1. The name of the dummy used for man overboard drills. Also, the flag that is hoisted when there is a man overboard. 2. The flag for the letter O.
Usually refers to a ship being at its assigned position on the ocean. Also sometimes used to mean on duty.
General use refers to commissioned officers and warrant officers. Non-commissioned officers are also officers but are generally referred to as NCOs or specific rank.
(Commtalk) “I am signing off. Do not reply.” Thus, “over and out” is a contradiction.
A training program for motivated college graduates who have been screened by the Marine Corps for the qualities necessary to become a leader of Marines. Upon graduation, they are commissioned Second Lieutenant of Marines. The selection process begins with the Recruiting Command’s Officer Selection Officer.
1. a newbie or green troop. (background) Refers to the pitiful cueball-ish hair cut that new recruits get during basic training.
The area aboard ship where the commissioned officer living compartments are located. Off limits to all enlisted personnel unless on official duty.
A Vietnam-era fighting vehicle that looked like a small tank with six externally mounted 105mm recoilless rifles attached. Ammunition and a loader were carried inside but he had to get out to load the tubes. When all six rifles were fired, at the same time the Ontos would stand up on its hind section. (origin) The word is reportedly Greek for “thing”.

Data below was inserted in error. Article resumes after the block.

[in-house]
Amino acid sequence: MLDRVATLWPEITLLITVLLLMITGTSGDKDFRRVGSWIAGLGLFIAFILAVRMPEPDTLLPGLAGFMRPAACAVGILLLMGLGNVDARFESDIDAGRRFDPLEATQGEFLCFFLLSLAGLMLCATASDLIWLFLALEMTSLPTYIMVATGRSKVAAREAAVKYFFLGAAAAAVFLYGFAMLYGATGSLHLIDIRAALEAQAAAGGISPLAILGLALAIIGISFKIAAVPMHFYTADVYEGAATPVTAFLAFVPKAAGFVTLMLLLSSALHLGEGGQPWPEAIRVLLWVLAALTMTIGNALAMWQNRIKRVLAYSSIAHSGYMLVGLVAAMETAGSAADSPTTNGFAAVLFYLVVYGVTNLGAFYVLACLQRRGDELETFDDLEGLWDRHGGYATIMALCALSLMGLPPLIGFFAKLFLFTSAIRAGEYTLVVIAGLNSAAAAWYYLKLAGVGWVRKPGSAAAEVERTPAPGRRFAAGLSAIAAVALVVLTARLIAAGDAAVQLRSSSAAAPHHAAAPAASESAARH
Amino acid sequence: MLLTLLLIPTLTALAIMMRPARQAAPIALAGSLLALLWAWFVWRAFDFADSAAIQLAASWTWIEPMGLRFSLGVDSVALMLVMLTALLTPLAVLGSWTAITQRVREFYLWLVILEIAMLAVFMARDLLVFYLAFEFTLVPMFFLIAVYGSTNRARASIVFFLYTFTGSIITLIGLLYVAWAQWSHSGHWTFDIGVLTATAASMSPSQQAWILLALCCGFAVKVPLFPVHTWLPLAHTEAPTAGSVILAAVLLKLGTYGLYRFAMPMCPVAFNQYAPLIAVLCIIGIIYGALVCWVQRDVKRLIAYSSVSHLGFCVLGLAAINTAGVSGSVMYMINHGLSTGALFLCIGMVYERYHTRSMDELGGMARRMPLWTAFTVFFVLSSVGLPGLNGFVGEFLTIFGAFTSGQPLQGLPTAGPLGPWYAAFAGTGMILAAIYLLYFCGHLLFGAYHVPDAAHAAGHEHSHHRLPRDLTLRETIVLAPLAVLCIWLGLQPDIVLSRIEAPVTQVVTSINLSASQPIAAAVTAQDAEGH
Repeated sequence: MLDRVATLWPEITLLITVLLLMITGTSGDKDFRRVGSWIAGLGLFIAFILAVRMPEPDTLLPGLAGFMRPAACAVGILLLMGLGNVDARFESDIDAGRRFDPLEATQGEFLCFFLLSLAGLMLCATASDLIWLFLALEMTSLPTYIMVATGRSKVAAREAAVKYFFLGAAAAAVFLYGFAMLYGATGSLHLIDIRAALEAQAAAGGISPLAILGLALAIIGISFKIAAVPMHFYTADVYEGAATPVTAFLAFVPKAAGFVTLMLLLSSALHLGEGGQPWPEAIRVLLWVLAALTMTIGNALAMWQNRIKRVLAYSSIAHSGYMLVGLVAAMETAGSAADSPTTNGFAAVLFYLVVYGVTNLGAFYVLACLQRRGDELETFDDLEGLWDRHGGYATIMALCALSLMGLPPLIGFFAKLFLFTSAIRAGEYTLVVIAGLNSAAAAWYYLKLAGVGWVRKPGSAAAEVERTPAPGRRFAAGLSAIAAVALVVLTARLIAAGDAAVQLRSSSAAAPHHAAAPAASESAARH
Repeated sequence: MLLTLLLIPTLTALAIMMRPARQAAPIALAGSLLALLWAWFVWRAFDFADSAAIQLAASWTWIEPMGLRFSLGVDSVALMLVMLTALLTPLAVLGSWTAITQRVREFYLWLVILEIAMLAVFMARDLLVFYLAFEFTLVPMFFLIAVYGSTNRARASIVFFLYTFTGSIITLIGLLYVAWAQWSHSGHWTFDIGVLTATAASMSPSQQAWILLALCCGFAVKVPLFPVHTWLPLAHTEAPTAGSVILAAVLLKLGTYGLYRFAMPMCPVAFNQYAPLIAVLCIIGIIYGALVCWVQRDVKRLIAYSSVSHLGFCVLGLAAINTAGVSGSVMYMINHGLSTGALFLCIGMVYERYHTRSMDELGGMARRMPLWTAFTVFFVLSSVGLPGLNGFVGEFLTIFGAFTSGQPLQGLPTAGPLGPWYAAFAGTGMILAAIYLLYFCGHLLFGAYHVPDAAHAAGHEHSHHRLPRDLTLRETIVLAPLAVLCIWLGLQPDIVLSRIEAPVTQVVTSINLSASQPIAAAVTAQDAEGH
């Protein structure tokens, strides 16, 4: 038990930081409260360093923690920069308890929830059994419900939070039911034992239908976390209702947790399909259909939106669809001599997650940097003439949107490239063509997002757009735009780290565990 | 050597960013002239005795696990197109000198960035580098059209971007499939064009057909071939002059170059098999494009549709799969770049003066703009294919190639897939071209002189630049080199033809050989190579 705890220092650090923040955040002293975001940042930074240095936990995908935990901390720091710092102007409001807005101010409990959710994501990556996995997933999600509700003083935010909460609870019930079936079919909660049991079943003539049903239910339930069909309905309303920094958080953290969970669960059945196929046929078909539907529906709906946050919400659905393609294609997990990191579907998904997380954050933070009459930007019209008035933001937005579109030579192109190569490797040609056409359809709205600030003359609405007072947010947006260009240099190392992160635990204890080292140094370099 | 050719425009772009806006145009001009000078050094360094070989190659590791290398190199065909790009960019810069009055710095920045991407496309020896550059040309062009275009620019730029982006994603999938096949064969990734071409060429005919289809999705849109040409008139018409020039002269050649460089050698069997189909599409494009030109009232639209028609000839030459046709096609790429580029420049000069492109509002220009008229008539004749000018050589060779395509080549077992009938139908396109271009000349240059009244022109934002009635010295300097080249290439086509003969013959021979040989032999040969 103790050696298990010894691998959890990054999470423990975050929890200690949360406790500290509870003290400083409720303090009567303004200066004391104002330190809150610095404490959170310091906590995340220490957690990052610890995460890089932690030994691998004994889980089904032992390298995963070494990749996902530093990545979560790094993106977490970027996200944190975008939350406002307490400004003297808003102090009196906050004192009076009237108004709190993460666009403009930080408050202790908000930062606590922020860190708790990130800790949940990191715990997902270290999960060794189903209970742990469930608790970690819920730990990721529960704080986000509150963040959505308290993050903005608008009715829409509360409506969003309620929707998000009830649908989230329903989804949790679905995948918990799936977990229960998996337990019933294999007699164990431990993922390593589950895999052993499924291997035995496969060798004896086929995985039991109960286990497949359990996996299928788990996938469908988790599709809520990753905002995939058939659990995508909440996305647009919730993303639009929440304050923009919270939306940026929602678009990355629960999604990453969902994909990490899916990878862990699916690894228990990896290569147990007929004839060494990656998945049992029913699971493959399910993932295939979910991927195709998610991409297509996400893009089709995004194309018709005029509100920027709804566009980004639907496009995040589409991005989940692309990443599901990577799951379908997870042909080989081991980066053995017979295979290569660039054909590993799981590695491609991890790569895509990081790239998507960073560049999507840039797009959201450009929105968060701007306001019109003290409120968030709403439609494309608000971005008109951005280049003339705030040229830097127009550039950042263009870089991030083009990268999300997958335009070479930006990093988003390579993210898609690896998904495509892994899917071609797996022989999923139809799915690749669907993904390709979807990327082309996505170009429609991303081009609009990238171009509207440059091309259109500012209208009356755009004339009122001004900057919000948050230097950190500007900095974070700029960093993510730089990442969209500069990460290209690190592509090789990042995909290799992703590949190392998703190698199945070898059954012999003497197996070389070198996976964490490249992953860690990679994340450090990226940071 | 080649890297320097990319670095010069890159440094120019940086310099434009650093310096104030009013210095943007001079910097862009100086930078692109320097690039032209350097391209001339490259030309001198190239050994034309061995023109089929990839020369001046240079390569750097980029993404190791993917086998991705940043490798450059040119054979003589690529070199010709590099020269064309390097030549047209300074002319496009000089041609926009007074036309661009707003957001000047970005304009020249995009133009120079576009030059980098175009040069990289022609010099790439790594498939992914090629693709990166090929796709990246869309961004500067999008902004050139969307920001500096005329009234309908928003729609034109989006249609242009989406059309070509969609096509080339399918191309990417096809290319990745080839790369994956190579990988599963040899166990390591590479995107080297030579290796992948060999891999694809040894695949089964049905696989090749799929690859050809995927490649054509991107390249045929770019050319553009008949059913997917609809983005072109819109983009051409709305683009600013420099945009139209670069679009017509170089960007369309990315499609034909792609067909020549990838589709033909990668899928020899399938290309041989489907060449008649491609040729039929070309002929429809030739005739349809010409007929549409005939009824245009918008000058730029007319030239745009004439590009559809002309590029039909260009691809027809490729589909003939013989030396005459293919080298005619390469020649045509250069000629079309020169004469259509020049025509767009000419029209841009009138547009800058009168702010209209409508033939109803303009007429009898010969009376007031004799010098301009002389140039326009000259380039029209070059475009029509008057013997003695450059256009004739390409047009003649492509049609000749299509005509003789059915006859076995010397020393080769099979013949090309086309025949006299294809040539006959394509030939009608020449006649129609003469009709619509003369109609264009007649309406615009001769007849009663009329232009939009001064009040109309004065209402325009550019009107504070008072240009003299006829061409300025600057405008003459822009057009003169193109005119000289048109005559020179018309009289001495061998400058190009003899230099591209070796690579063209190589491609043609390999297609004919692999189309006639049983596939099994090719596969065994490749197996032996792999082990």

A sound made by a Marine to indicate agreement or to provide encouragement.
(Commtalk)Does not exist–an oxymoron. Similar to saying “I am signing off, do not reply, it”s your turn to talk.”
Officer in Charge. A commissioned or warrant officer placed in charge of a group of Marines or a project. This person is not a commander and does not have the UCMJ authority vested in a commander.
A series of physical barriers over which a Marine must cross in a race against time. (see Confidence Course)
The civilian community outside the main gate of Camp Pendleton, CA.
Operation Iraqi Freedom II. The Iraqi War after the “mission accomplished” announcement of the “end of major hostilities.”
Operational Tempo; how frequently a unit deploys or goes to the field.
Twelfth Sergeant Major of the Marine Corps serving from June 28, 1991 until June 29, 1995. He was born in December of 1944 in Houston, TX.
Okinawa. An island south of Japan owned by the U. S. Government until the 1970s when it was turned over to Japan. Still a major Marine Corps installation, it was used during Vietnam as a staging point for troops going into and out of Vietnam.
Awarded for crossing the International Date Line. (see Line Crossing Ceremony.)
Olive drab. Official color of utility and fatigue uniforms worn prior to the introduction of BDUs or cammies. (background) The term was replaced by Sage Green and then simply Green.
The highest ranking enlisted rank in the Marine Corps during the Civil War. Most of the ships’ Marine Detachments were commanded by Orderly Sergeants. Not presently in use.
A non-judicial hearing for minor offenses at which NJP (non-judicial punnishment) may be issued by a commanding officer.